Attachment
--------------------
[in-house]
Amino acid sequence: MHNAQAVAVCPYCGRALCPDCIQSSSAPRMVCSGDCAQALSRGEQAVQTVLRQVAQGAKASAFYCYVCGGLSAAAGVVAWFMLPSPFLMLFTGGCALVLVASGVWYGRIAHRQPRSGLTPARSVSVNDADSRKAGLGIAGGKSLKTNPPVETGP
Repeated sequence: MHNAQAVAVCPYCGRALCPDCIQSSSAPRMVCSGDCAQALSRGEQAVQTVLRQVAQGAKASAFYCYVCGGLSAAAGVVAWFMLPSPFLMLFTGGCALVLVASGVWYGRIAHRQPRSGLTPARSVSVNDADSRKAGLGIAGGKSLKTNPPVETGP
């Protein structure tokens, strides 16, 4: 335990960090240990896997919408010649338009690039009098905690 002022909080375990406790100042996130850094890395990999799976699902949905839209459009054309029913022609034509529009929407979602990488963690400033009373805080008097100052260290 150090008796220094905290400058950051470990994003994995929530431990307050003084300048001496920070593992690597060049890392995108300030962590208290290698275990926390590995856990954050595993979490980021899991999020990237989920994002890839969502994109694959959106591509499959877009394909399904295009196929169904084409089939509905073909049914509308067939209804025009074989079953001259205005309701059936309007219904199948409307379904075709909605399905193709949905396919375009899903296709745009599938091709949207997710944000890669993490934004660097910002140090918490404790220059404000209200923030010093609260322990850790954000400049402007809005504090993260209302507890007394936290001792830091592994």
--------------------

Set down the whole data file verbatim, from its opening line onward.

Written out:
[in-house]
Amino acid sequence: MHNAQAVAVCPYCGRALCPDCIQSSSAPRMVCSGDCAQALSRGEQAVQTVLRQVAQGAKASAFYCYVCGGLSAAAGVVAWFMLPSPFLMLFTGGCALVLVASGVWYGRIAHRQPRSGLTPARSVSVNDADSRKAGLGIAGGKSLKTNPPVETGP
Repeated sequence: MHNAQAVAVCPYCGRALCPDCIQSSSAPRMVCSGDCAQALSRGEQAVQTVLRQVAQGAKASAFYCYVCGGLSAAAGVVAWFMLPSPFLMLFTGGCALVLVASGVWYGRIAHRQPRSGLTPARSVSVNDADSRKAGLGIAGGKSLKTNPPVETGP
């Protein structure tokens, strides 16, 4: 335990960090240990896997919408010649338009690039009098905690 002022909080375990406790100042996130850094890395990999799976699902949905839209459009054309029913022609034509529009929407979602990488963690400033009373805080008097100052260290 150090008796220094905290400058950051470990994003994995929530431990307050003084300048001496920070593992690597060049890392995108300030962590208290290698275990926390590995856990954050595993979490980021899991999020990237989920994002890839969502994109694959959106591509499959877009394909399904295009196929169904084409089939509905073909049914509308067939209804025009074989079953001259205005309701059936309007219904199948409307379904075709909605399905193709949905396919375009899903296709745009599938091709949207997710944000890669993490934004660097910002140090918490404790220059404000209200923030010093609260322990850790954000400049402007809005504090993260209302507890007394936290001792830091592994």